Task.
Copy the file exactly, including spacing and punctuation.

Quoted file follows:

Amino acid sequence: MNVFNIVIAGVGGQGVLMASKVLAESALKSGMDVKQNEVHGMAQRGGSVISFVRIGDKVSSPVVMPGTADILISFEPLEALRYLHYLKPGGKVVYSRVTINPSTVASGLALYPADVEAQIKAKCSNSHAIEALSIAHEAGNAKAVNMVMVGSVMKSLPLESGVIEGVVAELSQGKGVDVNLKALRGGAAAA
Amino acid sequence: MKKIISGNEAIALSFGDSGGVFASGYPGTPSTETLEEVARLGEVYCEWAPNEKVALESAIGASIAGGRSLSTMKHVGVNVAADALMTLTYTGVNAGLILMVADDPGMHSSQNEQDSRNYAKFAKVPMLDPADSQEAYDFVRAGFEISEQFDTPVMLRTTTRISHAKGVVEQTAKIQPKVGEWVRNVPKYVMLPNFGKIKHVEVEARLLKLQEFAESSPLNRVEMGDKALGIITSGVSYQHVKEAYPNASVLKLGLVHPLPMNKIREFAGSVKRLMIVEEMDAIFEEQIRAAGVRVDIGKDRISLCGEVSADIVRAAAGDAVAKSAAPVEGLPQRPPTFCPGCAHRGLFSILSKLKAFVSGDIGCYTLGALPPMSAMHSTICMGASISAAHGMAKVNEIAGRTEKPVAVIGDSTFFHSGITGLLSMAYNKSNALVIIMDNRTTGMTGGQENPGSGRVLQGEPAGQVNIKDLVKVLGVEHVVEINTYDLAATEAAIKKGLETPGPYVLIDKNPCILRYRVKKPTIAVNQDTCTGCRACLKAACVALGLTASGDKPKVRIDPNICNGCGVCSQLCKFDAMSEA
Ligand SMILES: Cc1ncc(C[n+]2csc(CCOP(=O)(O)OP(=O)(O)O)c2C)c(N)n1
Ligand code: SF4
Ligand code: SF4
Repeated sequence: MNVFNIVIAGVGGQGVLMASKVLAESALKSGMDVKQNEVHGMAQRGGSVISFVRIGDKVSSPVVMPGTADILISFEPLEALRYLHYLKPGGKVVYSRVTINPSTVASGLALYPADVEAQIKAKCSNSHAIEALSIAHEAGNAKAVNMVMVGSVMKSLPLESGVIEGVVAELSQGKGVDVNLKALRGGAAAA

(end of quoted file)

Amino acid sequence: MNVFNIVIAGVGGQGVLMASKVLAESALKSGMDVKQNEVHGMAQRGGSVISFVRIGDKVSSPVVMPGTADILISFEPLEALRYLHYLKPGGKVVYSRVTINPSTVASGLALYPADVEAQIKAKCSNSHAIEALSIAHEAGNAKAVNMVMVGSVMKSLPLESGVIEGVVAELSQGKGVDVNLKALRGGAAAA
Amino acid sequence: MKKIISGNEAIALSFGDSGGVFASGYPGTPSTETLEEVARLGEVYCEWAPNEKVALESAIGASIAGGRSLSTMKHVGVNVAADALMTLTYTGVNAGLILMVADDPGMHSSQNEQDSRNYAKFAKVPMLDPADSQEAYDFVRAGFEISEQFDTPVMLRTTTRISHAKGVVEQTAKIQPKVGEWVRNVPKYVMLPNFGKIKHVEVEARLLKLQEFAESSPLNRVEMGDKALGIITSGVSYQHVKEAYPNASVLKLGLVHPLPMNKIREFAGSVKRLMIVEEMDAIFEEQIRAAGVRVDIGKDRISLCGEVSADIVRAAAGDAVAKSAAPVEGLPQRPPTFCPGCAHRGLFSILSKLKAFVSGDIGCYTLGALPPMSAMHSTICMGASISAAHGMAKVNEIAGRTEKPVAVIGDSTFFHSGITGLLSMAYNKSNALVIIMDNRTTGMTGGQENPGSGRVLQGEPAGQVNIKDLVKVLGVEHVVEINTYDLAATEAAIKKGLETPGPYVLIDKNPCILRYRVKKPTIAVNQDTCTGCRACLKAACVALGLTASGDKPKVRIDPNICNGCGVCSQLCKFDAMSEA
Ligand SMILES: Cc1ncc(C[n+]2csc(CCOP(=O)(O)OP(=O)(O)O)c2C)c(N)n1
Ligand code: SF4
Ligand code: SF4
Repeated sequence: MNVFNIVIAGVGGQGVLMASKVLAESALKSGMDVKQNEVHGMAQRGGSVISFVRIGDKVSSPVVMPGTADILISFEPLEALRYLHYLKPGGKVVYSRVTINPSTVASGLALYPADVEAQIKAKCSNSHAIEALSIAHEAGNAKAVNMVMVGSVMKSLPLESGVIEGVVAELSQGKGVDVNLKALRGGAAAA